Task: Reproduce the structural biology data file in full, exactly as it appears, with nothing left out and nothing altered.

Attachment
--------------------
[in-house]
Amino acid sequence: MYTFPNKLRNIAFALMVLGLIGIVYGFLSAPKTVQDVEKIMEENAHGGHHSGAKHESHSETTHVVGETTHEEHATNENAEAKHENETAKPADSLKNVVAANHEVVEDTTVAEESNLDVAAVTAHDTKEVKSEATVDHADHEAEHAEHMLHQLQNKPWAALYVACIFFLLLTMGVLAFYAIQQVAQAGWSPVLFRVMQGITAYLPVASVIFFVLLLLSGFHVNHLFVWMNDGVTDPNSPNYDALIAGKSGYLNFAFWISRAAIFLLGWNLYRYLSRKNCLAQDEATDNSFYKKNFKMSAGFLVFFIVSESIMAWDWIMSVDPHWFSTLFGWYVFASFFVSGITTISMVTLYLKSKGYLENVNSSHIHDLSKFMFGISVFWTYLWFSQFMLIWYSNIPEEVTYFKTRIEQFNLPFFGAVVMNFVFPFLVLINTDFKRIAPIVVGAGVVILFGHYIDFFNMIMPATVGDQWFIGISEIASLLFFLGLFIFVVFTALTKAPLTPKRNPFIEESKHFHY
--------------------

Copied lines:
[in-house]
Amino acid sequence: MYTFPNKLRNIAFALMVLGLIGIVYGFLSAPKTVQDVEKIMEENAHGGHHSGAKHESHSETTHVVGETTHEEHATNENAEAKHENETAKPADSLKNVVAANHEVVEDTTVAEESNLDVAAVTAHDTKEVKSEATVDHADHEAEHAEHMLHQLQNKPWAALYVACIFFLLLTMGVLAFYAIQQVAQAGWSPVLFRVMQGITAYLPVASVIFFVLLLLSGFHVNHLFVWMNDGVTDPNSPNYDALIAGKSGYLNFAFWISRAAIFLLGWNLYRYLSRKNCLAQDEATDNSFYKKNFKMSAGFLVFFIVSESIMAWDWIMSVDPHWFSTLFGWYVFASFFVSGITTISMVTLYLKSKGYLENVNSSHIHDLSKFMFGISVFWTYLWFSQFMLIWYSNIPEEVTYFKTRIEQFNLPFFGAVVMNFVFPFLVLINTDFKRIAPIVVGAGVVILFGHYIDFFNMIMPATVGDQWFIGISEIASLLFFLGLFIFVVFTALTKAPLTPKRNPFIEESKHFHY